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Review 2019 and Outlook 2020 by Anshuman Magazine, CBRE




Despite a weakening economic scenario, policy reforms across various sectors in 2019 acted as a business sentiment booster leading to a tremendous improvement in India’s Ease of Doing Business Ranking.

According to the World Bank, India ranks at 63rd among 190 countries, and the ranking is anticipated to improve further in the coming years backed by progressive government policies. Meanwhile, the real estate sector has shown remarkable resilience despite the bearish phase of the economy. Below is a lowdown of how the real estate story unfolded in 2019:


Leasing activity for the office segment increased by more than 30% annually to cross 47 million sq. ft. during the first three quarters of 2019; to surpass its previous peak of 2018. The leasing activity stood at about 15.4 million sq. ft. during Q3 2019, rising by nearly 23% on an annual basis. Bangalore, followed by Hyderabad, NCR and Mumbai, accounted for about 80% of the leasing during the first three quarters of 2019 (2019 YTD). About 43 million sq. ft. of new office supply was added in 9M 2019. Meanwhile, supply addition was up 80% in the first three quarters of 2019, as compared to the same period in 2018. The additions were led by Hyderabad, Bangalore, NCR and Mumbai. The year 2020 is expected to see a continuation of this growth story, with space take-up expected to further strengthen in the short term. Tech is expected to continue shaping office demand even as occupiers adopt newer workplace strategies to realign their portfolios by trying to find the right mix of flexibility and collaborative / incubation spaces within their core workplaces along with adding external flexible options. We expect flexible space operators to continue to expand operations and target secondary markets in Tier I cities and major markets in Tier II and III cities.


Retail demand continued to remain strong in 2019, and witnessed a healthy mix across brand categories of F&B operators, mid-range & value fashion along with entertainment-based retailers. Department store retailers remained active in southern cities such as Bangalore, Chennai and Hyderabad, whereas, fine dining, specialty restaurants and sporting goods’ brands increased their footprint in Delhi-NCR and Mumbai. Supply addition witnessed a dip during 2019 in comparison to 2018. However, it is expected to pick up as nearly 4.0-5.0 million sq. ft. of investment grade mall developments are expected to become operational by the end of 2020. The sector saw investments worth USD 196 million during the period, which is comparable to almost USD 215 million investments in entire 2018.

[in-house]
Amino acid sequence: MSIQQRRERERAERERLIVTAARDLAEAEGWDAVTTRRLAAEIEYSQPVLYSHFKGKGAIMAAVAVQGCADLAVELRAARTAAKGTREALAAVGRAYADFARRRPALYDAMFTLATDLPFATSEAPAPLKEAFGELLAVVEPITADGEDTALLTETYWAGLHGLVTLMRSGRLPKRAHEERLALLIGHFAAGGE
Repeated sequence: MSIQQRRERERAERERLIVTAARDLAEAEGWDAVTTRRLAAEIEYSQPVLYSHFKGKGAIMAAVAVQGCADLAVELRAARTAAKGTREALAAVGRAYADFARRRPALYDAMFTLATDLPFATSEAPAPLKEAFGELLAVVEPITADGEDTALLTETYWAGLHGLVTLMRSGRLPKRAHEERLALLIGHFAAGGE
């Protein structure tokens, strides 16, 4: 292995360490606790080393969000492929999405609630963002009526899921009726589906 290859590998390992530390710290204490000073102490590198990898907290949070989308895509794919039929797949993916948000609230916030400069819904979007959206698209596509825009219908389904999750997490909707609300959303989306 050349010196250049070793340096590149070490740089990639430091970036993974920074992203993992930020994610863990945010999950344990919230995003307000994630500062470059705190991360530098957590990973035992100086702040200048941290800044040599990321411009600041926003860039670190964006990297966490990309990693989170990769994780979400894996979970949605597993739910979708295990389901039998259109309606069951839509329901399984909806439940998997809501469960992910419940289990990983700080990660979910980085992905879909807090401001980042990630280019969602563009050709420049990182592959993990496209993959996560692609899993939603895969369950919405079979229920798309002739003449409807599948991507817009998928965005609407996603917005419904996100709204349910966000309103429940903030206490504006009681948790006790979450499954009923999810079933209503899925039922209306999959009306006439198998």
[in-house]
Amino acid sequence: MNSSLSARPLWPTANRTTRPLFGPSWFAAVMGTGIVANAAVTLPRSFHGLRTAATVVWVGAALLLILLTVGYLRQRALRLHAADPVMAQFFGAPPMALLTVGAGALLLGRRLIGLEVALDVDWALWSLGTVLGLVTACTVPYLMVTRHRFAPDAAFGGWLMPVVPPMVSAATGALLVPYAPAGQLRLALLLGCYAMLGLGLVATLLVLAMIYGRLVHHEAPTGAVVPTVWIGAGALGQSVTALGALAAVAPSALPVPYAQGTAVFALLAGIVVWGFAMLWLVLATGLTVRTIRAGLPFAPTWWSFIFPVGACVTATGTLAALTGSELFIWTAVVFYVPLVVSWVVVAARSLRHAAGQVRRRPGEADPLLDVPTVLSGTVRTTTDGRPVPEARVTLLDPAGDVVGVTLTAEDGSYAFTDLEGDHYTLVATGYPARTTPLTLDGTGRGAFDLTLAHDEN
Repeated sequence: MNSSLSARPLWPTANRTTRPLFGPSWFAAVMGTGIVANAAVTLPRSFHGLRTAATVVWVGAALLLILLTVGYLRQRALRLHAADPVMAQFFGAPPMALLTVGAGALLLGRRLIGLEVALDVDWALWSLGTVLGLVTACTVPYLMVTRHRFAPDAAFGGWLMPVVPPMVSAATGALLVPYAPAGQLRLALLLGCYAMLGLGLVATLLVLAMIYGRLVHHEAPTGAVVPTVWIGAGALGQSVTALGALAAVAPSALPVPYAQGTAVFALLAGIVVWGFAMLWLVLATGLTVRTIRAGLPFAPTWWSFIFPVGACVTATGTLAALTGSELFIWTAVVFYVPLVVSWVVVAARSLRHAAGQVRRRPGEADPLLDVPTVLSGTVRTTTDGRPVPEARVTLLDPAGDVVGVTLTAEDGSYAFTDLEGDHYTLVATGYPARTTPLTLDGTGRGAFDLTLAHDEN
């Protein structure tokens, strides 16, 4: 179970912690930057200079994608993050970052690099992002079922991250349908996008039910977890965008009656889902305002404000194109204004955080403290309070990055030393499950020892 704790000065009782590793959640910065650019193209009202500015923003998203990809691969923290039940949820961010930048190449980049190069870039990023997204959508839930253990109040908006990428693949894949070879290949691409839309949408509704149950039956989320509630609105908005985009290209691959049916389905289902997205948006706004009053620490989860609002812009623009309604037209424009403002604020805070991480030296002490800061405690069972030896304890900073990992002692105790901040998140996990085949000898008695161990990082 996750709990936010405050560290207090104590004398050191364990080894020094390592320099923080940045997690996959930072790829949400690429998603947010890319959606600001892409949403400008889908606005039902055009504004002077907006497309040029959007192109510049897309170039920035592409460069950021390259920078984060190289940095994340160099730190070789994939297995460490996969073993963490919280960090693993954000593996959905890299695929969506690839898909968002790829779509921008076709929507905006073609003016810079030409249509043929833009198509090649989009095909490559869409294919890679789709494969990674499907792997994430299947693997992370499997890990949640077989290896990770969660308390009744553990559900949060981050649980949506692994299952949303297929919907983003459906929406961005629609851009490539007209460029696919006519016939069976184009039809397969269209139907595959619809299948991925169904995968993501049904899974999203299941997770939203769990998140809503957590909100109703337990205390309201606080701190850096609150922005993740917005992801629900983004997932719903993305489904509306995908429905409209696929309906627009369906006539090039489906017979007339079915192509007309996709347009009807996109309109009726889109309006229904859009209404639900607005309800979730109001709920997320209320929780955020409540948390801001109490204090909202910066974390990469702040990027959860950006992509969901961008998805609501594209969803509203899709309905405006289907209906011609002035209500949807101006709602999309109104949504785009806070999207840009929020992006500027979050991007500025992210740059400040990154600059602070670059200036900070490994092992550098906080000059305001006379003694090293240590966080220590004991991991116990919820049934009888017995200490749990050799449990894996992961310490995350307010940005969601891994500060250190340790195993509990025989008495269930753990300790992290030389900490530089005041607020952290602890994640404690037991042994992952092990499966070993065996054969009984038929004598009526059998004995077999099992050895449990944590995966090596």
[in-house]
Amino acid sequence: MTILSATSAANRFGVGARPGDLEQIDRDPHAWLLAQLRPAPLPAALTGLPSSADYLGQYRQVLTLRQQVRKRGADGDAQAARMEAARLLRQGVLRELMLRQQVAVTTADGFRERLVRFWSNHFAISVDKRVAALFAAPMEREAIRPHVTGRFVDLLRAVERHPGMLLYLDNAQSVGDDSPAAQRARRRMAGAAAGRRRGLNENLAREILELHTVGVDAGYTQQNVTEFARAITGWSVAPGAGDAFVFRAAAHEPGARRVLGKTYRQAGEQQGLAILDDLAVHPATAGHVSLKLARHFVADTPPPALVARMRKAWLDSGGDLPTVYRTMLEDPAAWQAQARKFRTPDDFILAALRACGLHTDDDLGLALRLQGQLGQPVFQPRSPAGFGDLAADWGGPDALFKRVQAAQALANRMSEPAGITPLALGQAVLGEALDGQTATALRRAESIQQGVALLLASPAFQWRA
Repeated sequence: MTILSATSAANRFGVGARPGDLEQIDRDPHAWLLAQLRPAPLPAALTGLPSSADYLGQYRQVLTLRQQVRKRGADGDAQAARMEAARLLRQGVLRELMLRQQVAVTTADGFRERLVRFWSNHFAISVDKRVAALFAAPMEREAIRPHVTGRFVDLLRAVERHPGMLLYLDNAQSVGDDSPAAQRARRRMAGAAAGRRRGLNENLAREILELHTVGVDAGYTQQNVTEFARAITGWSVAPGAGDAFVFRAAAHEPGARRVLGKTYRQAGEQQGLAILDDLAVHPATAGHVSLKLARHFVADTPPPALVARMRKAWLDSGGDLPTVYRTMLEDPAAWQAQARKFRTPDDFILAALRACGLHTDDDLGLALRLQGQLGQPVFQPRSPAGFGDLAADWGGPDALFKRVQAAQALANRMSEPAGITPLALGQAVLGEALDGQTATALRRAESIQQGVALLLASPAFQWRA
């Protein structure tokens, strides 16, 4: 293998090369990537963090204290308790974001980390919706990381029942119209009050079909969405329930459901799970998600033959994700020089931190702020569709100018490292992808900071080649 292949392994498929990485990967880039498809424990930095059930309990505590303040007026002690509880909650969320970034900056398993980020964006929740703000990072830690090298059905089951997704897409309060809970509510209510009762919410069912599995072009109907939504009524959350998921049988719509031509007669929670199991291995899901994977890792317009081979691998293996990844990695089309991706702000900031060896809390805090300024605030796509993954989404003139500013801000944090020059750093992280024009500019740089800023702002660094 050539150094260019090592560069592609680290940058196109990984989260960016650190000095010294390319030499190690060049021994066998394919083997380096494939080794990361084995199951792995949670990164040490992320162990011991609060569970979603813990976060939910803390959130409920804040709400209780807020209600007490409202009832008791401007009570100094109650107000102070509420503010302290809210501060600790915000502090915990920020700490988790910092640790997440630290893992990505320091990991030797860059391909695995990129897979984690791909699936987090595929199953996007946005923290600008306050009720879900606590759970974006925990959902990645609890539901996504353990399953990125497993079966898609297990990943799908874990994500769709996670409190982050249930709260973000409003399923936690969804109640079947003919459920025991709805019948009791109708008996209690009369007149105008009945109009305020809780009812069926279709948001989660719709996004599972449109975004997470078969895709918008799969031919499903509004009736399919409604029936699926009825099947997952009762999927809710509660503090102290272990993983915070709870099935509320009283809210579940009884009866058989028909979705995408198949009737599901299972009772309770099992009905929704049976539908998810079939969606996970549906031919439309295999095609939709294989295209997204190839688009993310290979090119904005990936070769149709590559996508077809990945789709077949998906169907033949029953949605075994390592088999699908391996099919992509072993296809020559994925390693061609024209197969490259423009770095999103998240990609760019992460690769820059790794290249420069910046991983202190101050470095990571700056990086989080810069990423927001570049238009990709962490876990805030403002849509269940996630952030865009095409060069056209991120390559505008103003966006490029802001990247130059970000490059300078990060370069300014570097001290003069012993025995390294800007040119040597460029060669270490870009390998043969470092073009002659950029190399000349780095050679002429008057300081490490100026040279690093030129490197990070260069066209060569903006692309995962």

Leasing activity increased by almost 31% compared to H1 2018, crossing 13 million sq. ft. in H1 2019. 3PL players accounted for about 56% of the leasing activity, thereby driving space take-up during the first half of the year. Recent policy reforms and infrastructure initiatives have boosted this sector, which is likely to attract significant investments in the near future. This is evident from the fact that according to the CBRE APAC Investor Intentions Survey 2019, India was among the top 5 investment destinations in APAC, with industrial and logistics being one of the top targeted segments. In 2020, we expect the overall pipeline for the sector to reach 60 million sq. ft., with leading players accounting for at least 22 million sq. ft. of this supply. We also expect logistics leasing activity to strengthen, owing to consolidation / expansion by occupiers. We also expect the fast growing food services / quick service restaurant (QSR) industry to boost the demand for cold storage warehouses in the coming years. Supply chain integration is likely to remain tech-enhanced, with increasing demand for 3PL and even 4PL services in certain instances.